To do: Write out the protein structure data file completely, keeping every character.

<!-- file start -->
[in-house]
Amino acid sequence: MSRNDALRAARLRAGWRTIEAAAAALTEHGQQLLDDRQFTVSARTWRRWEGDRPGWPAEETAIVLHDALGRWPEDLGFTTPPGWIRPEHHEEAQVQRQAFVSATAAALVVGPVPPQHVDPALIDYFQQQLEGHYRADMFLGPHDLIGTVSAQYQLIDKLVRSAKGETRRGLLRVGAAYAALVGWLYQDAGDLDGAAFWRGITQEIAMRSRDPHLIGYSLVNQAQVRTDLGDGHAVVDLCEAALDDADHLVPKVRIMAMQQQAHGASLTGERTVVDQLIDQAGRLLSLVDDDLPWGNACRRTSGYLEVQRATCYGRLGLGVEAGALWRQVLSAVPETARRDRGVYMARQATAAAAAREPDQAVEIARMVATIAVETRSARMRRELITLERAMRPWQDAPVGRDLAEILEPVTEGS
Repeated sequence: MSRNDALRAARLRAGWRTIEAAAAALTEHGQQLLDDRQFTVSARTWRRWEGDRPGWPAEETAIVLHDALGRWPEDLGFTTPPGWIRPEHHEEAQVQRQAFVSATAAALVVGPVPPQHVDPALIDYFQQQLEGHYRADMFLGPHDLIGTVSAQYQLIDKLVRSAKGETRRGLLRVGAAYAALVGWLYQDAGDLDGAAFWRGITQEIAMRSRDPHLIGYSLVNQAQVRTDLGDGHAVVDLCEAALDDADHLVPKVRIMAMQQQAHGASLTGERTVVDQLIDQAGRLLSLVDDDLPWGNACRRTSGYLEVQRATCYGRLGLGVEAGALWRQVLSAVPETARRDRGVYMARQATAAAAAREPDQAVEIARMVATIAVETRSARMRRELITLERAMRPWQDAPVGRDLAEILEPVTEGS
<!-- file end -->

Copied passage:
[in-house]
Amino acid sequence: MSRNDALRAARLRAGWRTIEAAAAALTEHGQQLLDDRQFTVSARTWRRWEGDRPGWPAEETAIVLHDALGRWPEDLGFTTPPGWIRPEHHEEAQVQRQAFVSATAAALVVGPVPPQHVDPALIDYFQQQLEGHYRADMFLGPHDLIGTVSAQYQLIDKLVRSAKGETRRGLLRVGAAYAALVGWLYQDAGDLDGAAFWRGITQEIAMRSRDPHLIGYSLVNQAQVRTDLGDGHAVVDLCEAALDDADHLVPKVRIMAMQQQAHGASLTGERTVVDQLIDQAGRLLSLVDDDLPWGNACRRTSGYLEVQRATCYGRLGLGVEAGALWRQVLSAVPETARRDRGVYMARQATAAAAAREPDQAVEIARMVATIAVETRSARMRRELITLERAMRPWQDAPVGRDLAEILEPVTEGS
Repeated sequence: MSRNDALRAARLRAGWRTIEAAAAALTEHGQQLLDDRQFTVSARTWRRWEGDRPGWPAEETAIVLHDALGRWPEDLGFTTPPGWIRPEHHEEAQVQRQAFVSATAAALVVGPVPPQHVDPALIDYFQQQLEGHYRADMFLGPHDLIGTVSAQYQLIDKLVRSAKGETRRGLLRVGAAYAALVGWLYQDAGDLDGAAFWRGITQEIAMRSRDPHLIGYSLVNQAQVRTDLGDGHAVVDLCEAALDDADHLVPKVRIMAMQQQAHGASLTGERTVVDQLIDQAGRLLSLVDDDLPWGNACRRTSGYLEVQRATCYGRLGLGVEAGALWRQVLSAVPETARRDRGVYMARQATAAAAAREPDQAVEIARMVATIAVETRSARMRRELITLERAMRPWQDAPVGRDLAEILEPVTEGS